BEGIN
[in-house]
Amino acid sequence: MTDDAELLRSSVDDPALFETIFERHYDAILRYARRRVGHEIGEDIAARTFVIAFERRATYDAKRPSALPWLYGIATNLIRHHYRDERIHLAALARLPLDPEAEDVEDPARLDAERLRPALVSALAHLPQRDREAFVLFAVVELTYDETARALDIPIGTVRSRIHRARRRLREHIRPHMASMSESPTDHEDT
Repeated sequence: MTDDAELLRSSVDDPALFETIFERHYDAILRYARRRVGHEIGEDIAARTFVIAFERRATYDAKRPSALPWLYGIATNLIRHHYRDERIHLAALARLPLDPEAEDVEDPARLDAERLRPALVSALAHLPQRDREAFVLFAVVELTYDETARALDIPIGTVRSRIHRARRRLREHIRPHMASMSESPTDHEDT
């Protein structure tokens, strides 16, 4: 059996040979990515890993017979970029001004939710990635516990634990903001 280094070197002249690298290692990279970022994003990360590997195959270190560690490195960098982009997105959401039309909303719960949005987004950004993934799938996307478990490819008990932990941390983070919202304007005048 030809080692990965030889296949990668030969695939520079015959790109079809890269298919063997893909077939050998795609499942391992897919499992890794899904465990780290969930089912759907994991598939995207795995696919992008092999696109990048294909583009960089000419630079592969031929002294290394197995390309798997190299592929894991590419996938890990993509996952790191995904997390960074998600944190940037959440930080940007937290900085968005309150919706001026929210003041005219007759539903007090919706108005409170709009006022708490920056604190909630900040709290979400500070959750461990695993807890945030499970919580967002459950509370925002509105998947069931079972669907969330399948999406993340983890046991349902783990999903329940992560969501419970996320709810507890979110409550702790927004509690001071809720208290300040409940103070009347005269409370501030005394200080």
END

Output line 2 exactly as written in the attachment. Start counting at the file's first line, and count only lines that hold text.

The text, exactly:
Amino acid sequence: MTDDAELLRSSVDDPALFETIFERHYDAILRYARRRVGHEIGEDIAARTFVIAFERRATYDAKRPSALPWLYGIATNLIRHHYRDERIHLAALARLPLDPEAEDVEDPARLDAERLRPALVSALAHLPQRDREAFVLFAVVELTYDETARALDIPIGTVRSRIHRARRRLREHIRPHMASMSESPTDHEDT